How to Remove a Bathtub


It may at first seem an odd concept, but bathtubs can make something of a fashion statement. If it’s time for an update, our How to Remove a Bathtub guide should keep problems to a minimum.


If you’re an experienced Do-It-Yourselfer, this should be a straightforward project requiring only a few non-specialist tools. However, a couple of things must be kept in mind when considering how to remove a bathtub.

  • You are likely to need a moderately high level of construction/plumbing experience, because this project isn’t typically a matter of simply releasing connections. There’s typically some demolition of the surrounding area involved.
  • Bathtubs are heavy. Even modern units made of fibreglass weigh a lot, and older cast iron models are more so. If the tub is located on an upper floor, or if you’re not in tip-top physical condition, the project may well be quite a challenge.


Of course, all homes are different. That being said, contractors follow a very similar deconstruction and installation process, as most tubs can be removed in the same way. The following steps are intended to give broad-based instructions, so remember your installation may vary in detail.

  1. Turn off the water supply. If the tub has dedicated stop-cocks, it’s possible to simply isolate the tub and leave the rest of the property unaffected. If not, though, it will be necessary to turn off the water to the entire house, so check the timing with everybody else. It may be necessary to turn off the gas or electrical supply to appliances like water heaters, also (check owner’s manuals for instructions).
  2. Eliminate any casing. Alcove-sited tubs typically have a skirt across the front to disguise the working parts, while free-standing units are often completely surrounded. Whatever the situation, the job will be made easier by maximizing access, which means exposing as much of the tub’s underside as possible. If the surround is to be reused, care should be taken to avoid doing any damage.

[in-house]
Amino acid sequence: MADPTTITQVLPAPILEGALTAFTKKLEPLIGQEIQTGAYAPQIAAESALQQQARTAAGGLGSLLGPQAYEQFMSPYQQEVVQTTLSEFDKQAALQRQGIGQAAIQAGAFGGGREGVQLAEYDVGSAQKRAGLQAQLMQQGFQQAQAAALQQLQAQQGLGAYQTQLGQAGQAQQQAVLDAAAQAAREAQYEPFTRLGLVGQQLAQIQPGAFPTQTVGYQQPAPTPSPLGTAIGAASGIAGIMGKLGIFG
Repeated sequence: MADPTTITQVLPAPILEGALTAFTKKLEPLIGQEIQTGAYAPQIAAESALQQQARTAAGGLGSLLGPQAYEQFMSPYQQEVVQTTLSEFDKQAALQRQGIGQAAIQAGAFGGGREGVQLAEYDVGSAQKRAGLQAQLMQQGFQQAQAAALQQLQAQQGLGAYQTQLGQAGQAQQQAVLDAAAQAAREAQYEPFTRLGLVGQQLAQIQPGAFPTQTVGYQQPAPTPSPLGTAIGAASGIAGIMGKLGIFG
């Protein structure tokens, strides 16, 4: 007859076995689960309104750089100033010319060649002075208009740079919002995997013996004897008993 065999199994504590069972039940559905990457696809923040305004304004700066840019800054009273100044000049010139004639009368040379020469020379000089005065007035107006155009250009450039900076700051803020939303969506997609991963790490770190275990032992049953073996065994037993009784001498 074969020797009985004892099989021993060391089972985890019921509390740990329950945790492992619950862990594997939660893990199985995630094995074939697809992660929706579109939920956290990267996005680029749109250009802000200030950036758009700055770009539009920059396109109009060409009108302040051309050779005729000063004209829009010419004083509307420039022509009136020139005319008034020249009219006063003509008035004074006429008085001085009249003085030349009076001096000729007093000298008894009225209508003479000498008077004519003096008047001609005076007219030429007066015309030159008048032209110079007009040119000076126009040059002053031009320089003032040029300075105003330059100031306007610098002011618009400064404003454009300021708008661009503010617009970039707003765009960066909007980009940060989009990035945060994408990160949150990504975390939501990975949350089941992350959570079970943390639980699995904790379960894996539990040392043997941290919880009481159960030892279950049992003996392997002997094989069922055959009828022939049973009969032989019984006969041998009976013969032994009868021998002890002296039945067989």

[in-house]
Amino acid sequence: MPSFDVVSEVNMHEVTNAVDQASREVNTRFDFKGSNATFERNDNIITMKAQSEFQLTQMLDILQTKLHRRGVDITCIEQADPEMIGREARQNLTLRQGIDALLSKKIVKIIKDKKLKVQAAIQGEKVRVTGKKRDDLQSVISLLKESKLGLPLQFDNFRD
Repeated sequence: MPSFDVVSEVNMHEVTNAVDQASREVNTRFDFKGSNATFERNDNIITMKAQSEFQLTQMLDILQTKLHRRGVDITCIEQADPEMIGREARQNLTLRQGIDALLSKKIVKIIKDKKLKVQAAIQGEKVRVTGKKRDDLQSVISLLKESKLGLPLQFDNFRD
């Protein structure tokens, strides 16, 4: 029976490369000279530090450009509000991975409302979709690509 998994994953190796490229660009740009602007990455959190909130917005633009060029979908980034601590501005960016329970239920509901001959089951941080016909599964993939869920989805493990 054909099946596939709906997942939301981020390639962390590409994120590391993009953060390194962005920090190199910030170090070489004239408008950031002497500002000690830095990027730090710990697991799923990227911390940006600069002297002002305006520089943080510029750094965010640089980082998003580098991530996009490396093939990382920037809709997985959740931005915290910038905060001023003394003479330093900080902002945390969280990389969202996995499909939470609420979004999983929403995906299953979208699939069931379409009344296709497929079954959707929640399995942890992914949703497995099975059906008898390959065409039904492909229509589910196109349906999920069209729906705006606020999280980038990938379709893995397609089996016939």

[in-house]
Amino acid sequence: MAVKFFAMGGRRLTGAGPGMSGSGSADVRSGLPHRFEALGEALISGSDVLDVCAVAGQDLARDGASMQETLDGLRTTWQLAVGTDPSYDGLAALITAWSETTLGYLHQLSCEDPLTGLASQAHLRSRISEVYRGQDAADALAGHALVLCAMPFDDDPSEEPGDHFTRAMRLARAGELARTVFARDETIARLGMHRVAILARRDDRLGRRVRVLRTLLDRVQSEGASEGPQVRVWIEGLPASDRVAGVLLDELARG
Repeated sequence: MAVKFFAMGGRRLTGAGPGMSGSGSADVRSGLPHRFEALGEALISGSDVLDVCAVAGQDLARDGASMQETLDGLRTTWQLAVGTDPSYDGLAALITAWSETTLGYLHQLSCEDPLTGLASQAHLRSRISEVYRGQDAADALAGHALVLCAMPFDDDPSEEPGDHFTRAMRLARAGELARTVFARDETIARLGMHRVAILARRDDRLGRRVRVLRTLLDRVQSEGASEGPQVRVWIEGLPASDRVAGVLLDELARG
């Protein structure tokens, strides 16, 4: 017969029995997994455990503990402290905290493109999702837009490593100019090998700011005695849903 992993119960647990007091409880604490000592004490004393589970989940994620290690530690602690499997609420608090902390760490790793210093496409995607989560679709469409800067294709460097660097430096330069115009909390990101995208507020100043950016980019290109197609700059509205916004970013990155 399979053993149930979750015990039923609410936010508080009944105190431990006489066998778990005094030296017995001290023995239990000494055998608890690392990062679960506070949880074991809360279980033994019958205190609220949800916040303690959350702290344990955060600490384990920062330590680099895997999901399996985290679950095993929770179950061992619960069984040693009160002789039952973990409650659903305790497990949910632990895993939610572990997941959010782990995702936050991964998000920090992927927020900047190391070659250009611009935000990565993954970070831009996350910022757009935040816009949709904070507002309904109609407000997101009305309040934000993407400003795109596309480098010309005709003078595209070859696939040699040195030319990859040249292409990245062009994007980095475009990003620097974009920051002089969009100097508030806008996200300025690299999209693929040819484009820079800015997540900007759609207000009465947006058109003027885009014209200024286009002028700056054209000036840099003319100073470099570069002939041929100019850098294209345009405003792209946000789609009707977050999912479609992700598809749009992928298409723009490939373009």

3. Remove attachments and components. The overflow cover, the drain flange and the taps (if they’re fitted to the tub, as opposed to being wall-mounted) all have to go. Once the parts are removed that can be seen internally, within the tub, the external fittings – pipes that run behind and below the unit – should also be discarded if access allows; this will make eventual removal of the tub less challenging.
  4. Free the tub. In most installations, tiling and other decorative splash-guards are attached directly to the surrounding walls, and are put in place after the tub is fitted. That means they have to be removed first in the removal process. It’s likely they will be destroyed in the process of being chiseled away from the wall. Once they’re gone, release any mechanical attachments – such as fasteners driven through brackets into the walls or floor – and the tub should rock free from any remaining caulk.
  5. Final removal. It may be necessary to use a couple of old 2-by-4s as skids, if the tub is located in an alcove.

While removing a bathtub may be an easy job for some, the physical size and weight of the tub, the tools needed and the time involved may make this a job for the pros in other households. If that’s the case, call A Marco Plumbing Ltd at (416) 972-6222 in Toronto, or at (905) 619-9700 in Durham. We specialize in all types of plumbing installations, maintenance and repairs, and carry out plumbing inspections. We also offer drain cleaning and emergency services, all to residential homes and commercial premises, and at flat rate pricing, too!